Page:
Youth who receive special education services under the Individuals with Disabilities Education Act (IDEA 2004) and especially young adults of transition age, should be involved in planning for life after high school as early as possible and no later than age 16. Transition services should stem from the individual youth’s needs and strengths, ensuring that planning takes into account his or her interests, preferences, and desires for the future.
Afterschool Alliance. (2014). America After 3PM: Afterschool Programs in Demand. Retrieved from http://www.afterschoolalliance.org/documents/AA3PM-2014/AA3PM_Key_Findings.pdf
Afterschool Alliance. (2015). Evaluation Backgrounder: A Summary of Formal Evaluations of Afterschool Programs’ Impact on Academics, Behavior, Safety and Family Life. Retrieved from http://afterschoolalliance.org/documents/Evaluation_Backgrounder.pdf
Afterschool Alliance. (2020). This is Afterschool. Retrieved from http://afterschoolalliance.org//documents/National-One-Pager-2020.pdf
American Enterprise Institute for Public Policy Research & the Brookings Institution. (2015). Opportunity, Responsibility, and Security: A Consensus Plan for Reducing Poverty and Restoring the American Dream. Retrieved from https://www.brookings.edu/wp-content/uploads/2016/07/Full-Report.pdf
American Institutes for Research. (2015). Supporting Social and Emotional Development Through Quality Afterschool Programs. Retrieved from https://www.air.org/sites/default/files/downloads/report/Social-and-Emotional-Development-Afterschool-Programs.pdf
Barnett, R., & Gareis, K. (2004). Parental after school stress project. A Report by the Community, Families and Work Program at Brandeis University. Waltham, MA.
Beckett, M., Borman, G., Capizzano, J., Parsley, D., Ross, S., Schirm, A., et al. (2009). Structuring Out-of-School Time to Improve Academic Achievement. Washington, DC: National Center for Education Evaluation and Regional Assistance, Institute of Education Sciences, U.S. Department of Education. Retrieved from https://ies.ed.gov/ncee/wwc/Docs/PracticeGuide/ost_pg_072109.pdf
Bouffard, S. M., Wimer, C., Caronongan, P., Little, P., Dearing, E., & Simpkins, S. D. (2006). Demographic differences in patterns of youth out-of-school time activity participation. Journal of Youth Development, 1(1), 24-40. Retrieved from: http://jyd.pitt.edu/ojs/jyd/article/view/396
Cradock, A. L., Barrett, J. L., Giles, C. M., Lee, R. M., Kenney, E. L., deBlois, M. E., Thayer, J. C., & Gortmaker, S. L. (2015). "Promoting Physical Activity With the Out of School Nutrition and Physical Activity (OSNAP) Initiative: A Cluster-Randomized Controlled Trial." JAMA Pediatrics 170(2): 155-162.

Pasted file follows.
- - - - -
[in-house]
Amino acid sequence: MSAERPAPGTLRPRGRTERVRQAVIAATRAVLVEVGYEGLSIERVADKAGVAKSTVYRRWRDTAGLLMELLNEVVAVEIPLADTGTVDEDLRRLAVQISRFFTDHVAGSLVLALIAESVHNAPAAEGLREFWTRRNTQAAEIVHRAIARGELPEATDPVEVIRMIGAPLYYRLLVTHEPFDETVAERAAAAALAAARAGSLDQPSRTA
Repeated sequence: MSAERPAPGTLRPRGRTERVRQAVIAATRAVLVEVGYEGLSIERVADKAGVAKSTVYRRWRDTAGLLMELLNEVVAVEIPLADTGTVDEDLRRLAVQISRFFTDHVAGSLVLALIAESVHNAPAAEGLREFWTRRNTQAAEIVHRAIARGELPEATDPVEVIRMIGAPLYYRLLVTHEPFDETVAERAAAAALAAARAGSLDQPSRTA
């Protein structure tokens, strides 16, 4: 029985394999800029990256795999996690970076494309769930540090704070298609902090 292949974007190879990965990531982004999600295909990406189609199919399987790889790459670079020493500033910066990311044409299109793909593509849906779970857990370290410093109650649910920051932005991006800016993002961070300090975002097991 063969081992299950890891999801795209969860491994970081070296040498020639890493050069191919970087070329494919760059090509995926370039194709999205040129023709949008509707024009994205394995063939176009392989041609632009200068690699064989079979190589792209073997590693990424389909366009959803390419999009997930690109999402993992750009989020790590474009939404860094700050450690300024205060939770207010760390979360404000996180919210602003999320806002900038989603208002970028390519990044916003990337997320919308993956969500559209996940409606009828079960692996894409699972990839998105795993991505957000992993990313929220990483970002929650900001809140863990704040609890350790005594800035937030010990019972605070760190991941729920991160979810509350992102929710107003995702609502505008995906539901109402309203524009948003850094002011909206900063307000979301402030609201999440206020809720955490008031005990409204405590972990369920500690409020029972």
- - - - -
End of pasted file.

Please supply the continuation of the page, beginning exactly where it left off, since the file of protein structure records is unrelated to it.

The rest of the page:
Durlak, J. A., & Weissberg, R. P. (2007). The Impact of After-School Programs that Promote Personal and Social Skills. Collaborative for academic, social, and emotional learning (NJ1). Retrieved from: https://files.eric.ed.gov/fulltext/ED505368.pdf
Gareis, K., & Barnett, R. C. (2006). After-school worries: Tough on parents, bad for business. Catalyst.
Gottfredson, D., Brown Cross, A., Wilson, D., Rorie, M., & Connell, N. (2010). Effects of participation in after-school programs for middle school students: A randomized trial. Journal of Research on Educational Effectiveness, 3(3), 282-313.
Jones, D. E., Greenberg, M., & Crowley, M. (2015). Early social-emotional functioning and public health: The relationship between kindergarten social competence and future wellness. American Journal of Public Health, 105(11), 2283-2290. Retrieved from https://ajph.aphapublications.org/doi/full/10.2105/AJPH.2015.302630
Lee, R. M., Giles, C. M., Cradock, A. L., Emmons, K. M., Okechukwu, C., Kenney, E. L., ... & Gortmaker, S. L. (2018). Impact of the Out-of-School Nutrition and Physical Activity (OSNAP) group randomized controlled trial on children’s food, beverage, and calorie consumption among snacks served. Journal of the Academy of Nutrition and Dietetics, 118(8), 1425-1437.
Li, J., & Julian, M. (2012). Developmental relationships as the active ingredient: A unifying working hypothesis of “what works” across intervention settings. American Journal of Orthopsychiatry, 82(2), 157-166. doi:10.1111/j.1939-0025.2012.01151.x
Little, P. (2011). Expanded learning opportunities in Washington state: Pathways to student success. Retrieved from http://www.schoolsoutwashington.org/UserFiles/File/ELO%20Policy%20Brief%20 Single%20Pages.pdf